Unconventional senior seasons brings freshmen recruited during condensed seasons

Student+athletes+from+the+class+of+2025+experienced+lost+practices%2C+cancelled+games+and+closed+fields.+%28Photo+courtesy+of+Athletic+Communications%29

Student athletes from the class of 2025 experienced lost practices, cancelled games and closed fields. (Photo courtesy of Athletic Communications)

Caroline McParland

Two of the most crucial high school athletic seasons for the class of 2025 were disturbed by the COVID-19 pandemic. The new Leopards are looking into their futures on campus with impressive accolades behind them and four years as student-athletes ahead of them.

Most of the student-athletes moved in a day before the start of orientation in order to be given additional information about their programs, and some student-athletes were able to even spend time on campus over the summer to train with their teams. Students are introduced to Lafayette with a three-day First Year Orientation program, the opportunity to join the Pre-Orientation Service Program (POSP), an international student orientation program and a student-athlete based pre-orientation.

“I think I had it a little different than other first-year athletes just because I was here for a whole month beforehand, so I was pretty comfortable not only with the freshmen on my team, but with the other classes as well,” Gretchen Waechter, a defender on the women’s soccer team from Sea Cliff, N.Y., said.

“I think the biggest thing that helped orient the first years was the fact that we came in over the summer,” freshman forward Chris Rubayo, said. “I got to come in and meet almost the entire team, which was definitely helpful, especially with the startup practice yesterday. We weren’t completely unaware of what was going on and had an idea for what our coach wants and how things are done.”

Most of the class of 2025 student athletes experienced condensed seasons and cancelled games in their high school upperclassmen seasons.

“For me, COVID affected my high school sports more than anything,” Waechter said. “We didn’t get to have our spring season. I had three seasons in the course of about three months at the end of the year, which was really difficult, and every season basically got shortened.” Despite adversity, Waechter was named Most Valuable Player in 2020 and 2019 and led her team in scoring for four years.

Rubayo also experienced a shortened season due to COVID-19.

“Normally we play up to 30 games in the season, but instead we only played 15 games, so it was about cut in half. During the basketball season we didn’t go into school, we all stayed at home and took virtual classes just to try and limit exposure,” Rubayo said. “We weren’t allowed to use the locker room all year, and we couldn’t do team film sessions, so we had to go off of the notes that our coach sent us and kind of figure it out on their own.”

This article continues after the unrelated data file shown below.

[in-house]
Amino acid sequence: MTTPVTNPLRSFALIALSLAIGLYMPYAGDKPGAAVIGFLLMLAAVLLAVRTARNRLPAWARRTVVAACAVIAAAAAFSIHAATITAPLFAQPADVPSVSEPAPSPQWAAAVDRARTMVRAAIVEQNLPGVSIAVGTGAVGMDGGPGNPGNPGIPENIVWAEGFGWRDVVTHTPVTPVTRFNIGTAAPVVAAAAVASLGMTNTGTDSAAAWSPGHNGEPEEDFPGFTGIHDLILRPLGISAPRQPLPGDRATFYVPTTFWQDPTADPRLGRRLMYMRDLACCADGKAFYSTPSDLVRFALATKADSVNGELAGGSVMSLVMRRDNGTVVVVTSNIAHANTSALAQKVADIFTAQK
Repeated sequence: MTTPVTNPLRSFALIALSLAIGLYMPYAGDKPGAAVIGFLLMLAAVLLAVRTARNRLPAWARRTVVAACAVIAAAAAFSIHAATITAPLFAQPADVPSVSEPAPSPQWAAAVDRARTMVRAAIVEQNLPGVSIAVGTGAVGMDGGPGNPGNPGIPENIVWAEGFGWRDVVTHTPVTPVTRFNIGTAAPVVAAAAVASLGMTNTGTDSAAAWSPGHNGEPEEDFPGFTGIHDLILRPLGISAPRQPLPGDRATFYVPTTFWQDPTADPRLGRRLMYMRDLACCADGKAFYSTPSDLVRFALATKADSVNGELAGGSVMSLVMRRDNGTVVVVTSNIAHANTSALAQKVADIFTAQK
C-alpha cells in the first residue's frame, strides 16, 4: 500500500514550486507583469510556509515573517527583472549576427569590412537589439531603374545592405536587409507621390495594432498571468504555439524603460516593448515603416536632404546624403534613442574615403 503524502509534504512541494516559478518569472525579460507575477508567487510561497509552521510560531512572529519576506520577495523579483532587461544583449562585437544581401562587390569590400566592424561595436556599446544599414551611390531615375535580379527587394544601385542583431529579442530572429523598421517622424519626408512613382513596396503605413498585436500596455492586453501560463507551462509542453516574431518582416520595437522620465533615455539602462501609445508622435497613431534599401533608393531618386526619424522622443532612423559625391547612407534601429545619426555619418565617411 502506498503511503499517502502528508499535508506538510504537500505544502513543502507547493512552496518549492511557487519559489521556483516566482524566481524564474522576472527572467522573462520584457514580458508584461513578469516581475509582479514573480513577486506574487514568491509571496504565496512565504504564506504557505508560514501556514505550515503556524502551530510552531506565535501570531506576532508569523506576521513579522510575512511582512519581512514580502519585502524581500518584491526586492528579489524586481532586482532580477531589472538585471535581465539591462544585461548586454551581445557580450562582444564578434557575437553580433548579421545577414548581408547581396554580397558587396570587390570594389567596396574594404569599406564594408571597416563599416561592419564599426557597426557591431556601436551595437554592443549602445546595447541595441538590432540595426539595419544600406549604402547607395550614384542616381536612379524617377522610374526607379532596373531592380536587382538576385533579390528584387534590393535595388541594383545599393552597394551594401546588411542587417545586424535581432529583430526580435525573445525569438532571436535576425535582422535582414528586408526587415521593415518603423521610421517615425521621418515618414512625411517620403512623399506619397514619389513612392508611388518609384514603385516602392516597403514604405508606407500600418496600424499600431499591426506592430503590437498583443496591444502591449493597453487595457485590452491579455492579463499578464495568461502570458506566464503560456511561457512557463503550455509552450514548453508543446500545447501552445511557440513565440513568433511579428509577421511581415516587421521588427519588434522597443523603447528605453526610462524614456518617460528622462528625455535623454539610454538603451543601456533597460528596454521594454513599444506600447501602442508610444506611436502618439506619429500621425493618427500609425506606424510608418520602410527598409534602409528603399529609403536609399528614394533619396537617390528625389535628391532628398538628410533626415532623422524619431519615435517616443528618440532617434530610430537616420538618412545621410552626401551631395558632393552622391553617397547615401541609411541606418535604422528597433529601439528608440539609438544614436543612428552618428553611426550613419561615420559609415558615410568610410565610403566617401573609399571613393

“My senior high school season was during the thick of COVID in December and January. I was the only captain and the only senior since my high school was so small, and my parents weren’t allowed to come to my senior day,” explained Grace Boghosian, a Providence, R.I. native who specializes in IM, the butterfly and backstroke on the swim and diving team. Boghosian was team captain of her school’s varsity swim team for her 2019-2020 and 2020-2021 seasons, an All State Independent Athlete in 2018 and Rhode Island Swimming State Finalist in 2019 and 2020.

“My school allowed me to take part in the highschool team since sixth grade, so I’d been looking forward to being a senior for so many years, so that was pretty tough,” Boghosian added. “My club season was pretty challenging because our pool was shut down, and our practices were at 5:30 a.m. before school everyday, so we had to make sure we were working really hard that early in the morning.”

Luckily, the Lafayette athletics staff did what they could to orient the new students and help them bond with their team.

“It was definitely nice to meet other freshmen during orientation, whether they were from other teams or your own because we’re going to cross paths. Your peer mentor group is with people from other sports teams as well, so it’s not just the people you’re always surrounded with,” Waechter said. 

“They introduced us to all of the coaching staff and resources like the sports psychologist. What I took away from that was that I now know who they are if I need something,” Boghosian said.“In my group, a lot of them have similar majors as me, so it was nice to see other athletes that would be managing a schedule like mine while also playing sports.”

For first-year athletes, anxious emotions are common, but manageable with the support from their athletic teams and the college during this time.

“Something I’m most nervous about is time management with traveling for games, and making sure I’m getting in my study hours and fully preparing for all my classes,” Waechter said. “Thankfully, Lafayette has already given us so many resources to help us succeed.”

“The way the team has been bonding is really natural, whether that’s just eating all of our meals together or hanging out at someone’s apartment,” Waechter said. “Getting to know my team has honestly been amazing. Everyone was so welcoming, and they want the students to succeed on the field and off the field, so I think they really make it a priority for the freshmen to feel super comfortable and enjoy their experience.”